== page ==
But for example with CPU cost goes up a lot, however one does not gain so much, still it is rare to find situations where all 8 threads of CPU would be a limit, usually 4 threads would be enough to be as limited as with 8 thread.

    From mid range to high end performance of 1 thread of CPU is not making gigantic leaps either.

    So especially with Skylake i3 or i7 is pretty much the same, with newer there might be bit more difference, but then again still 4 threads and higher 1 core speed is better for most of the time, so thinking with CPU mid range can be even better than high end when GPU is high end.

    Or does it go like low - mid - high - enthusiast? I mean 1060 and especially 1070 is perfectly able to do everything, but 1080 or 2080 is there for beyond high end?

    So, best to find compromise, there are diminishing return after certain level.
     
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  7. PriusRepellent

    PriusRepellent
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    Actually, compiling code and using 7-zip can easily use 8 threads. Heavy multitasking can too. It just depends on your software usage. For me, an 8-core CPU would be of large benefit but for most it would not make a difference. Many people I know even get by with a basic dual-core.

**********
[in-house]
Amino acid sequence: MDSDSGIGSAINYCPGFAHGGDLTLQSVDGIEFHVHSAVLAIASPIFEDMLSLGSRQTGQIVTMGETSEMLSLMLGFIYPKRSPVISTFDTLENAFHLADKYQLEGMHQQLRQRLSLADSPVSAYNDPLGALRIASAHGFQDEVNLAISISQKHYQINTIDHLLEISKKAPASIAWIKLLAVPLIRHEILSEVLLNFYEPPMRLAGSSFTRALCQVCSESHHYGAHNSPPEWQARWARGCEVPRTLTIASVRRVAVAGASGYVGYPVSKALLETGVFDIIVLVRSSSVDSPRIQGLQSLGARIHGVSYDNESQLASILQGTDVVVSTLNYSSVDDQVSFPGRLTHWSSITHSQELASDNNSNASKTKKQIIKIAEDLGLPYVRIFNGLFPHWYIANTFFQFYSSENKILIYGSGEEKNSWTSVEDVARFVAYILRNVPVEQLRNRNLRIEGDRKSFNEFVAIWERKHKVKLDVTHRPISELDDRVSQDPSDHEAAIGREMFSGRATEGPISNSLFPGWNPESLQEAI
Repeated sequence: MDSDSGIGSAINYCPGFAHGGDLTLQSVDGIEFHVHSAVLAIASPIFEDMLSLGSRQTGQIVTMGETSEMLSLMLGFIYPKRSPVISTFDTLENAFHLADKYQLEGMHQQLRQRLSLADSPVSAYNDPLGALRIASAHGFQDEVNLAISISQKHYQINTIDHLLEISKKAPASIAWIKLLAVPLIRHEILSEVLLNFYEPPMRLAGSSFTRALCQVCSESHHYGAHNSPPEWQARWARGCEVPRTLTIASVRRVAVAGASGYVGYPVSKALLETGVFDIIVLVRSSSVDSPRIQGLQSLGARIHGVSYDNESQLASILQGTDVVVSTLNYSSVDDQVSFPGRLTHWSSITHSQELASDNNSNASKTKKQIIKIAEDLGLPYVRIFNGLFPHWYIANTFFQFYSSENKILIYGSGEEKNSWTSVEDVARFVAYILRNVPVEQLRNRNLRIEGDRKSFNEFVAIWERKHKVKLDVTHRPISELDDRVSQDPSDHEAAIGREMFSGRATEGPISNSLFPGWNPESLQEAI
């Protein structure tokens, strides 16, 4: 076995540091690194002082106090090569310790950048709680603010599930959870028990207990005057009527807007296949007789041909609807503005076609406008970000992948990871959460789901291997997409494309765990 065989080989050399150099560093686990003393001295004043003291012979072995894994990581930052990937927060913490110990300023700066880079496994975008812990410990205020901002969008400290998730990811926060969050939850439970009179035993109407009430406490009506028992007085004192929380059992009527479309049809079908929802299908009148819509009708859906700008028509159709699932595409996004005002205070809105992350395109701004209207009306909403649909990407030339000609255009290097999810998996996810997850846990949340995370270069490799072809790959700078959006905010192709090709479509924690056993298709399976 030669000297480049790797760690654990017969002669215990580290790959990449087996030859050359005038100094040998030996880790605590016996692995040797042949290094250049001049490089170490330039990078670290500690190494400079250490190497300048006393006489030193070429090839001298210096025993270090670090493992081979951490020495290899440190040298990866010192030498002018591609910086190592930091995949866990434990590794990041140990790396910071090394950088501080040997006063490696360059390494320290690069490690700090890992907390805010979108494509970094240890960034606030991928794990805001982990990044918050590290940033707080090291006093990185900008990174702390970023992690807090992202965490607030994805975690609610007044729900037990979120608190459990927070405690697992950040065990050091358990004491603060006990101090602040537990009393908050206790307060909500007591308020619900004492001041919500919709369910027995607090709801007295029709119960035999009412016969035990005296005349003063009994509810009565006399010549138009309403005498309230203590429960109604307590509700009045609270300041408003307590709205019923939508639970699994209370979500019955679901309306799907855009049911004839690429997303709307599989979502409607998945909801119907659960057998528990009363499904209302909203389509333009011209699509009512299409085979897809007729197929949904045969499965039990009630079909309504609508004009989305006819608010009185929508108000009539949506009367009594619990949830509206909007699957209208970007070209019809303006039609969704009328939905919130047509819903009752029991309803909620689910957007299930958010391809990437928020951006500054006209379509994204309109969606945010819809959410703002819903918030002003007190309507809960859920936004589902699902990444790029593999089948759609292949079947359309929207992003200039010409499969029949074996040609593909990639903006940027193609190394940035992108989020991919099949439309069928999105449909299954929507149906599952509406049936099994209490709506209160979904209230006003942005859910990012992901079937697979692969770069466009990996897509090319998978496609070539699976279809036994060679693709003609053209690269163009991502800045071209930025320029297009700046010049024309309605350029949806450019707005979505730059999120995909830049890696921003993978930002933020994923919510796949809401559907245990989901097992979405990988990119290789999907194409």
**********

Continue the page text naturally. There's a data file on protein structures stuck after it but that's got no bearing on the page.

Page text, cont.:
As for diminishing returns... yeah that's why buying an Intel Extreme Edition is a really bad idea. Those are the kings of diminishing returns. They always have been but are even more so these days priced at almost $2k! I can get a first-gen Threadripper 8-core for the same price as a Ryzen 7. Since I would then get quad-channel memory and 64 PCIe lanes... I'd say that's a pretty great value.
     
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  8. fufsgfen

    fufsgfen
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    Yeah, in gaming use etc. there is not so much use for many cores yet, that is the thing of near future though.

    First gen Threadripper just is not so big in games, it might do better in a future games though, but right now it is a compromise and Zen2 right behind the corner, things are getting complex :p

    Only thing is rendering, video or 3d that I really get to use full potential of i7, but I do so little of those that there is not too much of benefit.